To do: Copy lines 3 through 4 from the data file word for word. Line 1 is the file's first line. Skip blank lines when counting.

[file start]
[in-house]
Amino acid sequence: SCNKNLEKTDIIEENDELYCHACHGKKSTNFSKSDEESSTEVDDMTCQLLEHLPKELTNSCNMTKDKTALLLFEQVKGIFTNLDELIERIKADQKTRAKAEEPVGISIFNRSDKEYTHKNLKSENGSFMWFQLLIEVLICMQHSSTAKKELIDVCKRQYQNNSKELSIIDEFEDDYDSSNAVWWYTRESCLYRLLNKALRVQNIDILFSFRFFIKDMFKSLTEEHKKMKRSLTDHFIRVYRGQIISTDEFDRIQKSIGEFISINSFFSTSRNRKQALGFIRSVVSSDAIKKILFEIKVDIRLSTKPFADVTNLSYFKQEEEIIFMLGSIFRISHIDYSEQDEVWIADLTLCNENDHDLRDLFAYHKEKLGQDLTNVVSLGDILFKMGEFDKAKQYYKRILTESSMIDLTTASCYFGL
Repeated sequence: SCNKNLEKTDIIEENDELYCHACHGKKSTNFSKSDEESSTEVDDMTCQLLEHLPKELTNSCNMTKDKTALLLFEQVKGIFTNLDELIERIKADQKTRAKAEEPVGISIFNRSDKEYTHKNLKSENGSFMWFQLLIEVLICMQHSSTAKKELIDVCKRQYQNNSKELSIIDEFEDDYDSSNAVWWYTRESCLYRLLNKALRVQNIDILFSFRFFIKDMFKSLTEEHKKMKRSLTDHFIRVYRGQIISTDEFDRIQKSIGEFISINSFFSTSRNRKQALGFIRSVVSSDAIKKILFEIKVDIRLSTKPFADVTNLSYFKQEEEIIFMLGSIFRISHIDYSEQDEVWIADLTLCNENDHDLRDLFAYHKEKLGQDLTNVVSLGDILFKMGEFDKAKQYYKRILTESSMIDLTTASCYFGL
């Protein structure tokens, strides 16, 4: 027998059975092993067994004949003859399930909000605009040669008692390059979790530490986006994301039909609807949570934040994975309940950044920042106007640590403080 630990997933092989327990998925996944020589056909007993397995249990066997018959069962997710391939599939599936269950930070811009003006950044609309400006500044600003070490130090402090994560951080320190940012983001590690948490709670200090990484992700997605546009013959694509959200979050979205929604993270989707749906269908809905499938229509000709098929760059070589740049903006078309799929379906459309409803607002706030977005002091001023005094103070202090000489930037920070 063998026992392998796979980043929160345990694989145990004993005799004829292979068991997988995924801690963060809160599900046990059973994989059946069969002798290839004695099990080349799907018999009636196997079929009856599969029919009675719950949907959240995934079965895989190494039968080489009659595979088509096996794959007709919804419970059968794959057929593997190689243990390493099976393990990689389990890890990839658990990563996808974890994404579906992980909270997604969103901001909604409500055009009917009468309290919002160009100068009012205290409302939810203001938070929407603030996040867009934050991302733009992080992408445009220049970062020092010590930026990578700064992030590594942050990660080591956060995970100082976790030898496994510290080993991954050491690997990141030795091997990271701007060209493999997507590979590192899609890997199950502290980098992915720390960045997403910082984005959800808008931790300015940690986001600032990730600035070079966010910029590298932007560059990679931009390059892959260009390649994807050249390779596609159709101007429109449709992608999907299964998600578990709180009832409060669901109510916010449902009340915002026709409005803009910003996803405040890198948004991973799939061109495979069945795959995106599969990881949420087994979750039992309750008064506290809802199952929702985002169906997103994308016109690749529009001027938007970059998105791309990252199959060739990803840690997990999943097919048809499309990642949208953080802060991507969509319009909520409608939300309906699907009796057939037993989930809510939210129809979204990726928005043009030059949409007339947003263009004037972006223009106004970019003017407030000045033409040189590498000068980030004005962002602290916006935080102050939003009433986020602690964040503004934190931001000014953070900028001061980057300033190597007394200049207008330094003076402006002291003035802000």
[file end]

Repeated sequence: SCNKNLEKTDIIEENDELYCHACHGKKSTNFSKSDEESSTEVDDMTCQLLEHLPKELTNSCNMTKDKTALLLFEQVKGIFTNLDELIERIKADQKTRAKAEEPVGISIFNRSDKEYTHKNLKSENGSFMWFQLLIEVLICMQHSSTAKKELIDVCKRQYQNNSKELSIIDEFEDDYDSSNAVWWYTRESCLYRLLNKALRVQNIDILFSFRFFIKDMFKSLTEEHKKMKRSLTDHFIRVYRGQIISTDEFDRIQKSIGEFISINSFFSTSRNRKQALGFIRSVVSSDAIKKILFEIKVDIRLSTKPFADVTNLSYFKQEEEIIFMLGSIFRISHIDYSEQDEVWIADLTLCNENDHDLRDLFAYHKEKLGQDLTNVVSLGDILFKMGEFDKAKQYYKRILTESSMIDLTTASCYFGL
């Protein structure tokens, strides 16, 4: 027998059975092993067994004949003859399930909000605009040669008692390059979790530490986006994301039909609807949570934040994975309940950044920042106007640590403080 630990997933092989327990998925996944020589056909007993397995249990066997018959069962997710391939599939599936269950930070811009003006950044609309400006500044600003070490130090402090994560951080320190940012983001590690948490709670200090990484992700997605546009013959694509959200979050979205929604993270989707749906269908809905499938229509000709098929760059070589740049903006078309799929379906459309409803607002706030977005002091001023005094103070202090000489930037920070 063998026992392998796979980043929160345990694989145990004993005799004829292979068991997988995924801690963060809160599900046990059973994989059946069969002798290839004695099990080349799907018999009636196997079929009856599969029919009675719950949907959240995934079965895989190494039968080489009659595979088509096996794959007709919804419970059968794959057929593997190689243990390493099976393990990689389990890890990839658990990563996808974890994404579906992980909270997604969103901001909604409500055009009917009468309290919002160009100068009012205290409302939810203001938070929407603030996040867009934050991302733009992080992408445009220049970062020092010590930026990578700064992030590594942050990660080591956060995970100082976790030898496994510290080993991954050491690997990141030795091997990271701007060209493999997507590979590192899609890997199950502290980098992915720390960045997403910082984005959800808008931790300015940690986001600032990730600035070079966010910029590298932007560059990679931009390059892959260009390649994807050249390779596609159709101007429109449709992608999907299964998600578990709180009832409060669901109510916010449902009340915002026709409005803009910003996803405040890198948004991973799939061109495979069945795959995106599969990881949420087994979750039992309750008064506290809802199952929702985002169906997103994308016109690749529009001027938007970059998105791309990252199959060739990803840690997990999943097919048809499309990642949208953080802060991507969509319009909520409608939300309906699907009796057939037993989930809510939210129809979204990726928005043009030059949409007339947003263009004037972006223009106004970019003017407030000045033409040189590498000068980030004005962002602290916006935080102050939003009433986020602690964040503004934190931001000014953070900028001061980057300033190597007394200049207008330094003076402006002291003035802000």